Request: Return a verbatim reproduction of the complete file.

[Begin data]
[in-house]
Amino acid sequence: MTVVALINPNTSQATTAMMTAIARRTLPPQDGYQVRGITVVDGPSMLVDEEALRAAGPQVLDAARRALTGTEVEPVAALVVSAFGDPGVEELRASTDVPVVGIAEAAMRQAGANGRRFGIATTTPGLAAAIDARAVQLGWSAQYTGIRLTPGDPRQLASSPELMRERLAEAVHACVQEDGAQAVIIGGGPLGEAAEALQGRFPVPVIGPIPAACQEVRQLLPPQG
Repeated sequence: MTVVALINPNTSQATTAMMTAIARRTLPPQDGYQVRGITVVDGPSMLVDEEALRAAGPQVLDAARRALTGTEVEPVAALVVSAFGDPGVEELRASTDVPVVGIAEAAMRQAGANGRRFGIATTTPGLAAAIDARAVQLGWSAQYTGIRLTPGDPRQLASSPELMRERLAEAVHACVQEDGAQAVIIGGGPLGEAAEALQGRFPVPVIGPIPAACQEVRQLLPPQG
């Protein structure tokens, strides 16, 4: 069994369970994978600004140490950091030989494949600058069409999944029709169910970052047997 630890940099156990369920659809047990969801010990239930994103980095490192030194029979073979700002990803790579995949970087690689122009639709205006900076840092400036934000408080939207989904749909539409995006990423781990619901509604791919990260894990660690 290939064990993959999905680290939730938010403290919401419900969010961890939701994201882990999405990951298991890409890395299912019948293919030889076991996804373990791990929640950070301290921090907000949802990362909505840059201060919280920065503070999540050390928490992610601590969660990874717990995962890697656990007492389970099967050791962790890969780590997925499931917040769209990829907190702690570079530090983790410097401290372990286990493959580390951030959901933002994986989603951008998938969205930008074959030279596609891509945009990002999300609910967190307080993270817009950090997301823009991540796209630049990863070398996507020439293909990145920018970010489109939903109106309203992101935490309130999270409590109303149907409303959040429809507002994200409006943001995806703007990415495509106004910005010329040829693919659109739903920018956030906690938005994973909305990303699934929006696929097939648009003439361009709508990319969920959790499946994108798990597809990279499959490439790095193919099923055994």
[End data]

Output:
[in-house]
Amino acid sequence: MTVVALINPNTSQATTAMMTAIARRTLPPQDGYQVRGITVVDGPSMLVDEEALRAAGPQVLDAARRALTGTEVEPVAALVVSAFGDPGVEELRASTDVPVVGIAEAAMRQAGANGRRFGIATTTPGLAAAIDARAVQLGWSAQYTGIRLTPGDPRQLASSPELMRERLAEAVHACVQEDGAQAVIIGGGPLGEAAEALQGRFPVPVIGPIPAACQEVRQLLPPQG
Repeated sequence: MTVVALINPNTSQATTAMMTAIARRTLPPQDGYQVRGITVVDGPSMLVDEEALRAAGPQVLDAARRALTGTEVEPVAALVVSAFGDPGVEELRASTDVPVVGIAEAAMRQAGANGRRFGIATTTPGLAAAIDARAVQLGWSAQYTGIRLTPGDPRQLASSPELMRERLAEAVHACVQEDGAQAVIIGGGPLGEAAEALQGRFPVPVIGPIPAACQEVRQLLPPQG
């Protein structure tokens, strides 16, 4: 069994369970994978600004140490950091030989494949600058069409999944029709169910970052047997 630890940099156990369920659809047990969801010990239930994103980095490192030194029979073979700002990803790579995949970087690689122009639709205006900076840092400036934000408080939207989904749909539409995006990423781990619901509604791919990260894990660690 290939064990993959999905680290939730938010403290919401419900969010961890939701994201882990999405990951298991890409890395299912019948293919030889076991996804373990791990929640950070301290921090907000949802990362909505840059201060919280920065503070999540050390928490992610601590969660990874717990995962890697656990007492389970099967050791962790890969780590997925499931917040769209990829907190702690570079530090983790410097401290372990286990493959580390951030959901933002994986989603951008998938969205930008074959030279596609891509945009990002999300609910967190307080993270817009950090997301823009991540796209630049990863070398996507020439293909990145920018970010489109939903109106309203992101935490309130999270409590109303149907409303959040429809507002994200409006943001995806703007990415495509106004910005010329040829693919659109739903920018956030906690938005994973909305990303699934929006696929097939648009003439361009709508990319969920959790499946994108798990597809990279499959490439790095193919099923055994």